When did you learn that there are still unsolved problems in mathematics?
Do you have a favorite unsolved problem?
For me, it’s a close tie among the Goldbach Conjecture, the Twin Prime Conjecture, and the 3N + 1 Conjecture. It’s thrilling to play around with these problems that, despite being so simple to state, have stumped mathematicians for decades or centuries. Yet many students (and adults!) never learn that mathematics is a living, growing subject.
The 3N + 1 Conjecture is especially appealing because all you need to play around with it is a little bit of arithmetic. Thanks to this inviting and accessible conjecture, even six or seven year olds can encounter their first unsolved problem—while having fun playing this printable math board game for all ages .
The 3N + 1 Conjecture
Start with any positive integer. If it’s even, divide by 2. If it’s odd, multiply by 3 and add 1. Continue the process. So if we start with 6, we get the sequence 6, 3, 10, 5, 16, 8, 4, 2, 1, 4, 2, 1, 4, 2, 1, …. From here, 4, 2, 1 will cycle indefinitely, so we might as well just stop if we hit 1.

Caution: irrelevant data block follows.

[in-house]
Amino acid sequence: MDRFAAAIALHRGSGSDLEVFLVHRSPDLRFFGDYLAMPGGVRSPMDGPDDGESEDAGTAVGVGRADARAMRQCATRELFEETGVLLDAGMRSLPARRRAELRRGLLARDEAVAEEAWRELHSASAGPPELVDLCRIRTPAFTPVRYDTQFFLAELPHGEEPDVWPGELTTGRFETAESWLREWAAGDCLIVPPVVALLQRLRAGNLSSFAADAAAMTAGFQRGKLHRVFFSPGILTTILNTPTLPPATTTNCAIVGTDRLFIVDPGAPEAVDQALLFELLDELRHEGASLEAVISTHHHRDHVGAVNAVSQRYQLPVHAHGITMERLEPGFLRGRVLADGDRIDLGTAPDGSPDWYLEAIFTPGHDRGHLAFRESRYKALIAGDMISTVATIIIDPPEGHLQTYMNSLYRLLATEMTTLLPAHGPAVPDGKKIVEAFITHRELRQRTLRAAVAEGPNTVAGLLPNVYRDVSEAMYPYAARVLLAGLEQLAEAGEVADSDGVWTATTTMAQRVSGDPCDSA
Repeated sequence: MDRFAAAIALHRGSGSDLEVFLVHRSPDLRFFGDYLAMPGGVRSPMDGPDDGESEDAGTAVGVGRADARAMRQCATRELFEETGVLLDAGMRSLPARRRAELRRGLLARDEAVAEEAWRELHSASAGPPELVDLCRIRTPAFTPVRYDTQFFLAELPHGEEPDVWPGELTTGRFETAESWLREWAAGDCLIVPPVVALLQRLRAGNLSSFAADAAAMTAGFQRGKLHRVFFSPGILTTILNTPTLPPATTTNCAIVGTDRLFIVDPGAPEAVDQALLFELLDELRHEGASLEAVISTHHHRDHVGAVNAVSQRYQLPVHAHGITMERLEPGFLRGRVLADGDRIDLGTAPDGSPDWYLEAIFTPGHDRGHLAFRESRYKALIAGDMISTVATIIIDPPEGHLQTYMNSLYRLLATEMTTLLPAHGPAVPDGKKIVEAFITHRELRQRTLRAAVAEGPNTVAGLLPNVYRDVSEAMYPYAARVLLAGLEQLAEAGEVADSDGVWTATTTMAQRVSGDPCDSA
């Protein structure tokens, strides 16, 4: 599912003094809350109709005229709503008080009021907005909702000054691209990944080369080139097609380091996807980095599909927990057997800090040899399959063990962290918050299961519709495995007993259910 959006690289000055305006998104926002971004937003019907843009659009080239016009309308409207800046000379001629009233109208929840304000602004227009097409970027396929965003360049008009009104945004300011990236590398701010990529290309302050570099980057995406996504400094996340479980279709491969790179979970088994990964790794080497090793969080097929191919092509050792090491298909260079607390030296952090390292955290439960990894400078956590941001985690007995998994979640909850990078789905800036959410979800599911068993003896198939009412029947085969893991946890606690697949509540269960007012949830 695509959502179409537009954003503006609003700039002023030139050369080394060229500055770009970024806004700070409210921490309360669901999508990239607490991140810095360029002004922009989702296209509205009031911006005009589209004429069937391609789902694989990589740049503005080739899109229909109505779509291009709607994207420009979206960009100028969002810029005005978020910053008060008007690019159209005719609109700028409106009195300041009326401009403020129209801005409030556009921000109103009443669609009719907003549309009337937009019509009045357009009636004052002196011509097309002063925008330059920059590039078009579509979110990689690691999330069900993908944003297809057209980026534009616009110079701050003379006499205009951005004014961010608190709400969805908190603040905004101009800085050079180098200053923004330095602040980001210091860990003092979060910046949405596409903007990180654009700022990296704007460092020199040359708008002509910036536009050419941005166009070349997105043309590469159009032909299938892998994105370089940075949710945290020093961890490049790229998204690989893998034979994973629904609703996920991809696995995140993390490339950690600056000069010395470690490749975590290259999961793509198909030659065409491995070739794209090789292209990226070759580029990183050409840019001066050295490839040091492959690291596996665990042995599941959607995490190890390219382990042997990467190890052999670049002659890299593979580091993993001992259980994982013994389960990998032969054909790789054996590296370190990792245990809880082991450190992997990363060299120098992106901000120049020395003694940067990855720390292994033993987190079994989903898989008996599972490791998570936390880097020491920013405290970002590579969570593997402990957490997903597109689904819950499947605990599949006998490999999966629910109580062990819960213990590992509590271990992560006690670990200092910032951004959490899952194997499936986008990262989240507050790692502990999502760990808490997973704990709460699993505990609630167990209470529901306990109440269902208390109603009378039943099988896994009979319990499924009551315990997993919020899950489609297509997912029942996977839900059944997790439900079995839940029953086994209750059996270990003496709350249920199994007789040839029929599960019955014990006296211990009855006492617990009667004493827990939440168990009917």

Let’s try starting with 7. Then we get the sequence 7, 22, 11, 34, 17, 52, 26, 13, 40, 20, 10, 5, 16, 8, 4, 2, 1.
Try some more examples. What do you notice?
The 3N + 1 Conjecture proposes that no matter what positive integer you start with, you will always get to 1 eventually. The conjecture has stumped mathematicians for close to a century, although the mathematician Terence Tao recently made exciting progress.
What do you get when you cross Sorry! with the 3N + 1 Conjecture? 3N + FUN.
For the younger players, it’s a great opportunity to develop concepts of odd and even numbers, halving, and multiplication. While players should have at least a decent understanding of two-digit numbers, they can develop fundamental ideas of dividing and multiplying as they play.
To play, you’ll need two standard dice, 6 game pawns or tokens in two colors (three of each), and the assembled game board.
The game starts with all 6 pawns placed randomly on the squares from 2 to 12. To place the pawns, take turns rolling the two dice. Place a pawn on the sum of the two dice. If there is already a pawn in that space, roll again.
The two players take turns moving one pawn on each turn. The pawn moves with the following rules:
- If the pawn is on an even number, move the pawn to half that number.
(e.g. 8 ⟶ 4)
- If the pawn is on an odd number, move the pawn to triple the number plus one.
(e.g. 5 ⟶ 3×5 + 1 = 16)
On your turn, choose which one of your pawns to move. Move that pawn one step, following the rules above. Your pawn may not land on a number already occupied by one of your own pawns.
And here’s the fun part! If your pawn lands on a number occupied by your opponent’s pawn, bump that pawn to an available number from 2 to 12 of your choice. Choose wisely!
If your pawn lands on 1, place that pawn on one of your home base spots. Your goal is to get all three of your pawns to 1 and safely home!
Asking Good Questions